The Florida Bar certifies lawyers as specialists in Marital and Family Law if they pass all the requirements. Under Rule 6-6.1, a lawyer who is a member in good standing with The Florida Bar and who meets the standards may be issued an appropriate certificate identifying the lawyer as "Board Certified in Marital and Family Law."
Maritime and Family Law is a specialty area for lawyers practicing in family courts in the areas of divorce, child custody, and other family-related legal issues. The purpose of the specialization standards is to identify those lawyers who practice marital and family law and have the special knowledge, skills, and proficiency, as well as the character, ethics, and reputation for professionalism to be properly identified to the public as board certified marital and family lawyers. The standards also contain provisions to allow judicial officers who regularly preside over marital and family law cases to achieve board certification in marital and family law.
Lawyer Legion maintains a directory of board certified Marital and Family Law specialists in Florida amongst a broader directory of board certified and non-certified attorneys in Florida and throughout the United States. This directory provides the public with a valuable resource allowing them to narrow their search to local attorneys who have earned board certification in Marital and Family Law by The Florida Bar Board of Legal Specialization.
Lawyer Legion is the only commercial lawyer directory to properly acknowledge all ABA-accredited specialization programs and provide a dynamic directory of virtually every lawyer who has earned each certification, including board certification in Marital and Family Law offered by The Florida Bar.
Use this directory to connect with lawyers who are board certified specialists in Marital and Family Law. Begin your search by choosing your county from the list below.
The rules for specialty certification in Florida can be found in Rule 6-6.2 which provides:
(a) Marital and Family Law."Marital and family law" is the practice of law dealing with legal problems arising from the family relationship of husband and wife and parent and child, including civil controversies arising from those relationships. In addition to actual pretrial and trial process, "marital and family law" includes evaluating, handling, and resolving such controversies prior to and during the institution of suit and postjudgment proceedings. The practice of marital and family law in the state of Florida is generally unique in that decisional, statutory, and procedural laws are specific to this state.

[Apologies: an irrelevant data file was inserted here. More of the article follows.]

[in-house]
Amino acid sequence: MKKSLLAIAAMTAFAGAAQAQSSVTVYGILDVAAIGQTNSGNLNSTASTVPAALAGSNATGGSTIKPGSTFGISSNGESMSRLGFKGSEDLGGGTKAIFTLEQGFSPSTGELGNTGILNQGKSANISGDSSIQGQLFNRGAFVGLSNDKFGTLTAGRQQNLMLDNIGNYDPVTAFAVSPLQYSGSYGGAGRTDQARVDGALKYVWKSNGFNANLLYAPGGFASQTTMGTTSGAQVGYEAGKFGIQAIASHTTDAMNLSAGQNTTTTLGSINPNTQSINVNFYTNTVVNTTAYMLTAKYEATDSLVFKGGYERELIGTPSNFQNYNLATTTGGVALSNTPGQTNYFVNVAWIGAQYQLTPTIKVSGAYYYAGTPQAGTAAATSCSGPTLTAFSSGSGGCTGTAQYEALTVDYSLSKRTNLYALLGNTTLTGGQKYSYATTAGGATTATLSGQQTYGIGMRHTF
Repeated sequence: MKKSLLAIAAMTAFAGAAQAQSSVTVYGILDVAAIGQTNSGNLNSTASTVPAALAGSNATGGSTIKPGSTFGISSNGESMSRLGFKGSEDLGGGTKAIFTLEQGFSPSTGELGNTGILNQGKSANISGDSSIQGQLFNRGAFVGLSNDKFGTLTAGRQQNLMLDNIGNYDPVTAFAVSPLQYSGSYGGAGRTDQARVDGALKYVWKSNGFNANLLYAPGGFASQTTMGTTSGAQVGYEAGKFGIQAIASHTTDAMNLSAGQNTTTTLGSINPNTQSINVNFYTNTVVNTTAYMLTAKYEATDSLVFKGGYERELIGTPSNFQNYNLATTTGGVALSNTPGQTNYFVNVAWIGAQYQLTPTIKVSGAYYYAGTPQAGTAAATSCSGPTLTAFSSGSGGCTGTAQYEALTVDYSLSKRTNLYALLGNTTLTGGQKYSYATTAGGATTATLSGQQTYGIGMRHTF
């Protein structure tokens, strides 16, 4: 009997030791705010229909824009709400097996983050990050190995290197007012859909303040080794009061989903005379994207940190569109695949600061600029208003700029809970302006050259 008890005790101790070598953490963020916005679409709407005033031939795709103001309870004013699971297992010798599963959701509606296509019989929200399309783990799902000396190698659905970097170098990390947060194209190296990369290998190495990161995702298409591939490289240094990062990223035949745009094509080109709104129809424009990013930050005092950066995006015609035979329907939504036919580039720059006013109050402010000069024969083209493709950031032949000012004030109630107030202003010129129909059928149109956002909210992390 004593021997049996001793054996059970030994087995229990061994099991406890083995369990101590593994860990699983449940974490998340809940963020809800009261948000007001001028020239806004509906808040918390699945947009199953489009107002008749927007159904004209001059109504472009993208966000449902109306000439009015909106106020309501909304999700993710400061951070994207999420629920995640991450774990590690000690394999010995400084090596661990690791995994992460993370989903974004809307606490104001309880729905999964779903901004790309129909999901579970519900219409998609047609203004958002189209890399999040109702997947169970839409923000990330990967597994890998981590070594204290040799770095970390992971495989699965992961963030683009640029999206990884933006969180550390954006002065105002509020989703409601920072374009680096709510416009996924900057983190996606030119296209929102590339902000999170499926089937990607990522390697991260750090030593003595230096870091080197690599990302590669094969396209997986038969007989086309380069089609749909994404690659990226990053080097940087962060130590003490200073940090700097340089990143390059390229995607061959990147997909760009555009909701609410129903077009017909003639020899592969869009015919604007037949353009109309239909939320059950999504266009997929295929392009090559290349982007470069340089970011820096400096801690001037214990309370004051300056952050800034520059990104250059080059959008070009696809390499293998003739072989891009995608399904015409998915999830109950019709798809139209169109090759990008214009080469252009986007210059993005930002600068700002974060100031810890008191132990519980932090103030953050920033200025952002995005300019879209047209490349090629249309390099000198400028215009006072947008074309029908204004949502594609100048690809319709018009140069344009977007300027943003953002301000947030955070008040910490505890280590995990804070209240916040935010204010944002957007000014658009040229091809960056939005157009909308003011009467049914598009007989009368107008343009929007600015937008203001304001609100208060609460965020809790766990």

(b) Practice of Law.The "practice of law" for this area is defined as set out in rule 6-3.5(c)(1).
(c) Judicial Officers."Judicial officers" shall include judges, general magistrates, special magistrates, child support hearing officers, and private triers of fact appointed by court order.
(d) Trial.A "trial" is defined as a matter submitted to and decided by the trier of fact for ultimate resolution by the court's rendition of a judgment or order on at least 1 issue aside from the dissolution of the parties' marriage.
Further, the applicant must have, incident thereto, presided over as a judicial officer, or conducted as an advocate, at least 1 direct and 1 cross examination of at least 2 different witnesses, with the introduction into evidence of at least 1 exhibit.
The applicant must have been responsible for all, or a majority of, the presentation of evidence and/or representation of the client if the matter was handled as an advocate.
In Rule 6-6.3, the rules for the minimum standards for specialty certification in marital law and family law can include:
(a) Minimum Period of Practice.
(b) Minimum Number of Cases.
(c) Peer Review.
The rules for recertification in family and marital law can be found in Rule 6-6.5. During the 5-year period immediately preceding the date of application, the applicant must demonstrate satisfaction of the following requirements for recertification:
(a) Minimum Period of Practice and/or Judicial Service.
(b) Minimum Number of Cases.
(d) Peer Review.
(e) Substantial Involvement.